Mrs Mort's Madness: The True Story of a Sydney Scandal

Xoum Publishing
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Four days before Christmas in 1920, Dorothy Mort shot her lover dead in cold blood. The tragic end to her affair with dashing young doctor, cricket star and War hero, Dr Claude Tozer, scandalised Sydney. Dorothy’s respectable husband was devastated.

Following a trial that mesmerised the public and sent the media into a frenzy, the troubled North Shore mother of two and budding actress was declared ‘not guilty on the ground of insanity’.

After nine years in Long Bay Gaol, Dorothy was released and returned to live quietly with her husband . . . But was she really mad, or bad, or neither? And what was the secret that her husband kept for the rest of his life?

In an absorbing blend of investigative non-fiction and biography, Suzanne Falkiner delves into the case that has intrigued Sydney for almost 100 years.

‘Suzanne Falkiner’s Mrs Mort’s Madness is not a cricket book: it is a carefully assembled but highly readable account of a sensational crime.  … Nearly a century after it transfixed Sydney, Suzanne has at last rounded the story out.’ – Gideon Haigh 

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About the author

Suzanne Falkiner is a Sydney writer. The author of twelve previous books of fiction and non-fiction, her most recent titles include the biographies Joan in India, 2008, and The Imago: E. L. Grant Watson & Australia, 2011. She has been shortlisted in the Vogel Award, the Kibble Award, the Queensland Premier’s Literary Award, and the NSW History Awards. 

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Additional Information

Publisher
Xoum Publishing
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Published on
Dec 1, 2014
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Pages
304
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ISBN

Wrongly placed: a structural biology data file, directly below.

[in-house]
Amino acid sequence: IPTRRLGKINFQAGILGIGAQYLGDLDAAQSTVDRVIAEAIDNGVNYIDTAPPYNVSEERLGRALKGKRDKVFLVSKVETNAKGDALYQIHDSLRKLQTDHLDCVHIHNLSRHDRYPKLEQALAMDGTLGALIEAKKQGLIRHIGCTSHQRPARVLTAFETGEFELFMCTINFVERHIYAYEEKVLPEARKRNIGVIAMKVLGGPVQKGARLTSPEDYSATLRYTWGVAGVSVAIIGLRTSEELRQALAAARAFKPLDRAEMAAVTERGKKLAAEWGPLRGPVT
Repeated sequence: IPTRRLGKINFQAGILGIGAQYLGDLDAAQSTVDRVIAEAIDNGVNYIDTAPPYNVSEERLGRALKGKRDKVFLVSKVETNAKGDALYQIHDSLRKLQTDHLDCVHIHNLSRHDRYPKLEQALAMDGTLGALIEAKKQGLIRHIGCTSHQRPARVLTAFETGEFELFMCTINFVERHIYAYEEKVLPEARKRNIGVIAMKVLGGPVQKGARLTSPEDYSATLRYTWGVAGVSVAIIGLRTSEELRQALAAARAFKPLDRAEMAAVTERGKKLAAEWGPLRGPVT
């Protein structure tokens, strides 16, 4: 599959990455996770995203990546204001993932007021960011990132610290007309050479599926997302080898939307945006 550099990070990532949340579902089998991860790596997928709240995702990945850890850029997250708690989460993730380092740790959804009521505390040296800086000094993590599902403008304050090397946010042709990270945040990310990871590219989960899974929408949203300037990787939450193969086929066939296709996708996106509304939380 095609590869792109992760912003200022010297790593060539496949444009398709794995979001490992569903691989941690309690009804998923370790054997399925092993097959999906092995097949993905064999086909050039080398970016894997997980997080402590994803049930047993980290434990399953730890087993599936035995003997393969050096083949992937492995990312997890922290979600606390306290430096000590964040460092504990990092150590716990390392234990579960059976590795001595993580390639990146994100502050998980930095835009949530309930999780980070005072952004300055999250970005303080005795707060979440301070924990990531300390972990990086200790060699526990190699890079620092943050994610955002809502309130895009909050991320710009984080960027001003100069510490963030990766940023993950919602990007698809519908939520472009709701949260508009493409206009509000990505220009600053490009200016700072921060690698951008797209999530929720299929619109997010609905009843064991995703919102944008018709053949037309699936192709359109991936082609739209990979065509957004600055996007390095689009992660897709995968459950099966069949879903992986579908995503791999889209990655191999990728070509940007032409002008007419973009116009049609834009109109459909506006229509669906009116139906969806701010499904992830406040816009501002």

9781922057907
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Language
English
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Genres
Biography & Autobiography / Women
True Crime / Murder / General
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Content Protection
This content is DRM free.
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Available on Android devices
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Eligible for Family Library

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The flickering, faded footage shows the ruler of Palanpur’s summer house. On a terrace overlooking the lake, Joan tilts her head and turns slightly, with unconscious grace. She smiles enigmatically. It appears to be a scene of great happiness. But who can tell?

In 1939, young Joan Falkiner’s spirited flight from South Yarra to princely India and her marriage to the Muslim ruler of a small state in Gujarat sent shockwaves through Melbourne society. News of their union quickly spread throughout the Raj and – as the kingdoms were about to disappear forever in the maelstrom of Indian Independence – went as high as the British throne.

How did it all come about? Through conversations in Melbourne, Mumbai and the South of France, research in the India Office Library in London, and her own observations while travelling in modern India, Suzanne Falkiner traces the course of a most unusual love story.

Praise for Joan in India

‘The typical fairytale of marrying a prince comes to life in this biography of an Australian girl who leaves her family … to marry a Muslim ruler … in India … Through part travelogue, Falkiner traces the feelings of Joan upon arriving … to wed a man 36 years her senior. Falkiner’s descriptions … are insightful and conjure up the very essence of being on the streets of India. The documentation of the Independence period … is brilliant and the reader gets a real grasp of how things were at the time.’ FOUR STARS **** – BOOKSELLER + PUBLISHER MAGAZINE

‘An impressive writerly achievement. One of the marvellous things about the book is the deft characterisation of the interviewees — various Falkiner matrons and matriarchs among them – as well as the wryly humorous self-dramatisation of herself as the biographical detective, quietly displaying the author’s skills as novelist and journalist.’ – Nicholas Jose